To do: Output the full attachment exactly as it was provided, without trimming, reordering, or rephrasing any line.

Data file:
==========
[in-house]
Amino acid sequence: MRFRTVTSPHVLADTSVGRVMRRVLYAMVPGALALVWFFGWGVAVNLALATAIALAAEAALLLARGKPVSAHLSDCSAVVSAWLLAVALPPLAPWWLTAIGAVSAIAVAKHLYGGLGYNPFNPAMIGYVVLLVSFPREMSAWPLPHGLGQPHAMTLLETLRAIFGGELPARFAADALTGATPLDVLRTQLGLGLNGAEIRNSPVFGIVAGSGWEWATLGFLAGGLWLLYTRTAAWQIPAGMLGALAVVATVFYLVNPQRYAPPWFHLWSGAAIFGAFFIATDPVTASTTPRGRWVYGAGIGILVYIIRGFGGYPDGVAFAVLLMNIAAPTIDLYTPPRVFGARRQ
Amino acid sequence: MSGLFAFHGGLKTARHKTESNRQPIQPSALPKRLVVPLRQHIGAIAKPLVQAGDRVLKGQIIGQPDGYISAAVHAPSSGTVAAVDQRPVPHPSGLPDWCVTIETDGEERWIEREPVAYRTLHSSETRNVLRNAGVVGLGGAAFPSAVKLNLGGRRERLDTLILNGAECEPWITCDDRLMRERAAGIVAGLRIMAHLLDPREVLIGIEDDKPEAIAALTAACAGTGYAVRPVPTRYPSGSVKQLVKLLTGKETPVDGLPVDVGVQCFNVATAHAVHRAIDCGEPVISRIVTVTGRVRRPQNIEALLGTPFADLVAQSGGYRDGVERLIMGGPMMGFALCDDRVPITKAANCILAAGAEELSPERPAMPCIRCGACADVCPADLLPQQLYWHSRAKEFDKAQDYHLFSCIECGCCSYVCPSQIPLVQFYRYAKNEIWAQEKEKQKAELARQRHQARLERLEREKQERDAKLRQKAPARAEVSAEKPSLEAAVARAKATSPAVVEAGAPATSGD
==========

[in-house]
Amino acid sequence: MRFRTVTSPHVLADTSVGRVMRRVLYAMVPGALALVWFFGWGVAVNLALATAIALAAEAALLLARGKPVSAHLSDCSAVVSAWLLAVALPPLAPWWLTAIGAVSAIAVAKHLYGGLGYNPFNPAMIGYVVLLVSFPREMSAWPLPHGLGQPHAMTLLETLRAIFGGELPARFAADALTGATPLDVLRTQLGLGLNGAEIRNSPVFGIVAGSGWEWATLGFLAGGLWLLYTRTAAWQIPAGMLGALAVVATVFYLVNPQRYAPPWFHLWSGAAIFGAFFIATDPVTASTTPRGRWVYGAGIGILVYIIRGFGGYPDGVAFAVLLMNIAAPTIDLYTPPRVFGARRQ
Amino acid sequence: MSGLFAFHGGLKTARHKTESNRQPIQPSALPKRLVVPLRQHIGAIAKPLVQAGDRVLKGQIIGQPDGYISAAVHAPSSGTVAAVDQRPVPHPSGLPDWCVTIETDGEERWIEREPVAYRTLHSSETRNVLRNAGVVGLGGAAFPSAVKLNLGGRRERLDTLILNGAECEPWITCDDRLMRERAAGIVAGLRIMAHLLDPREVLIGIEDDKPEAIAALTAACAGTGYAVRPVPTRYPSGSVKQLVKLLTGKETPVDGLPVDVGVQCFNVATAHAVHRAIDCGEPVISRIVTVTGRVRRPQNIEALLGTPFADLVAQSGGYRDGVERLIMGGPMMGFALCDDRVPITKAANCILAAGAEELSPERPAMPCIRCGACADVCPADLLPQQLYWHSRAKEFDKAQDYHLFSCIECGCCSYVCPSQIPLVQFYRYAKNEIWAQEKEKQKAELARQRHQARLERLEREKQERDAKLRQKAPARAEVSAEKPSLEAAVARAKATSPAVVEAGAPATSGD